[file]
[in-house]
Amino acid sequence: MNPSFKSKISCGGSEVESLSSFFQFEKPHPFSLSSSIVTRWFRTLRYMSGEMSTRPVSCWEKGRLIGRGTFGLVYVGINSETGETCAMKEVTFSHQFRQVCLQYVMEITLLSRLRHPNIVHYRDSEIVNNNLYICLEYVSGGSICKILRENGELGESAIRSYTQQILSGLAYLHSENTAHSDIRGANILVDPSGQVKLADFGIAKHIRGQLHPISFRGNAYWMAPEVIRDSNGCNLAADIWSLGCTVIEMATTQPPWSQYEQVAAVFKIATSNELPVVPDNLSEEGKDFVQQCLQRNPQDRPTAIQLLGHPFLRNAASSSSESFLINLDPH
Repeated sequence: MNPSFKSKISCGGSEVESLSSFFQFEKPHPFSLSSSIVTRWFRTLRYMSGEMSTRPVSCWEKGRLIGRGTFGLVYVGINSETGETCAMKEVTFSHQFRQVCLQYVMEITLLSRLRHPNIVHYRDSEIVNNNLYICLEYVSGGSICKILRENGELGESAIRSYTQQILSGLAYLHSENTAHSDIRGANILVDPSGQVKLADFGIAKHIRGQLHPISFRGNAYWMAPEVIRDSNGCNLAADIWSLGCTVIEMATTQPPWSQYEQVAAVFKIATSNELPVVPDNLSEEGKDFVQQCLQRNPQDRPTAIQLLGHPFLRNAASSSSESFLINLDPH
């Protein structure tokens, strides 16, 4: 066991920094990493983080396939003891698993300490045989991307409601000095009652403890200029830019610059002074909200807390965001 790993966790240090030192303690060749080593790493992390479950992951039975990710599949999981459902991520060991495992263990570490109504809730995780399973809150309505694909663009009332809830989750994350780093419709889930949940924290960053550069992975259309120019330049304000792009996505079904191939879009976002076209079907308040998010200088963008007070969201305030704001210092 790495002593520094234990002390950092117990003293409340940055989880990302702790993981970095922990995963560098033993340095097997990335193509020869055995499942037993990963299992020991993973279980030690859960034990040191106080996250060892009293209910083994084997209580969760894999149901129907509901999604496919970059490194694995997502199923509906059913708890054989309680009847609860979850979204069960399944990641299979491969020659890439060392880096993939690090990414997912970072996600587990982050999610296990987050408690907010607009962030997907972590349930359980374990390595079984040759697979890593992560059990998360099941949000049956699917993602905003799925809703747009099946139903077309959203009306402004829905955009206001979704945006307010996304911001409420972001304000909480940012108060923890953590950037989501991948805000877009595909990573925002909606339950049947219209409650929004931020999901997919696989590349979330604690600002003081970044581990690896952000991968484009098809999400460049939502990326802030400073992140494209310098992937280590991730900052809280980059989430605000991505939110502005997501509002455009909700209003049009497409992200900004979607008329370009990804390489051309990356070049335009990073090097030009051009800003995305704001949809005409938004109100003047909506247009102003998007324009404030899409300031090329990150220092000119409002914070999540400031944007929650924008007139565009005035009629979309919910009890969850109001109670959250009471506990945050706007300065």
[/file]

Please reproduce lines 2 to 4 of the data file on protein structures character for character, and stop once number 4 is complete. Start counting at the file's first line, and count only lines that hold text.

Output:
Amino acid sequence: MNPSFKSKISCGGSEVESLSSFFQFEKPHPFSLSSSIVTRWFRTLRYMSGEMSTRPVSCWEKGRLIGRGTFGLVYVGINSETGETCAMKEVTFSHQFRQVCLQYVMEITLLSRLRHPNIVHYRDSEIVNNNLYICLEYVSGGSICKILRENGELGESAIRSYTQQILSGLAYLHSENTAHSDIRGANILVDPSGQVKLADFGIAKHIRGQLHPISFRGNAYWMAPEVIRDSNGCNLAADIWSLGCTVIEMATTQPPWSQYEQVAAVFKIATSNELPVVPDNLSEEGKDFVQQCLQRNPQDRPTAIQLLGHPFLRNAASSSSESFLINLDPH
Repeated sequence: MNPSFKSKISCGGSEVESLSSFFQFEKPHPFSLSSSIVTRWFRTLRYMSGEMSTRPVSCWEKGRLIGRGTFGLVYVGINSETGETCAMKEVTFSHQFRQVCLQYVMEITLLSRLRHPNIVHYRDSEIVNNNLYICLEYVSGGSICKILRENGELGESAIRSYTQQILSGLAYLHSENTAHSDIRGANILVDPSGQVKLADFGIAKHIRGQLHPISFRGNAYWMAPEVIRDSNGCNLAADIWSLGCTVIEMATTQPPWSQYEQVAAVFKIATSNELPVVPDNLSEEGKDFVQQCLQRNPQDRPTAIQLLGHPFLRNAASSSSESFLINLDPH
């Protein structure tokens, strides 16, 4: 066991920094990493983080396939003891698993300490045989991307409601000095009652403890200029830019610059002074909200807390965001 790993966790240090030192303690060749080593790493992390479950992951039975990710599949999981459902991520060991495992263990570490109504809730995780399973809150309505694909663009009332809830989750994350780093419709889930949940924290960053550069992975259309120019330049304000792009996505079904191939879009976002076209079907308040998010200088963008007070969201305030704001210092 790495002593520094234990002390950092117990003293409340940055989880990302702790993981970095922990995963560098033993340095097997990335193509020869055995499942037993990963299992020991993973279980030690859960034990040191106080996250060892009293209910083994084997209580969760894999149901129907509901999604496919970059490194694995997502199923509906059913708890054989309680009847609860979850979204069960399944990641299979491969020659890439060392880096993939690090990414997912970072996600587990982050999610296990987050408690907010607009962030997907972590349930359980374990390595079984040759697979890593992560059990998360099941949000049956699917993602905003799925809703747009099946139903077309959203009306402004829905955009206001979704945006307010996304911001409420972001304000909480940012108060923890953590950037989501991948805000877009595909990573925002909606339950049947219209409650929004931020999901997919696989590349979330604690600002003081970044581990690896952000991968484009098809999400460049939502990326802030400073992140494209310098992937280590991730900052809280980059989430605000991505939110502005997501509002455009909700209003049009497409992200900004979607008329370009990804390489051309990356070049335009990073090097030009051009800003995305704001949809005409938004109100003047909506247009102003998007324009404030899409300031090329990150220092000119409002914070999540400031944007929650924008007139565009005035009629979309919910009890969850109001109670959250009471506990945050706007300065």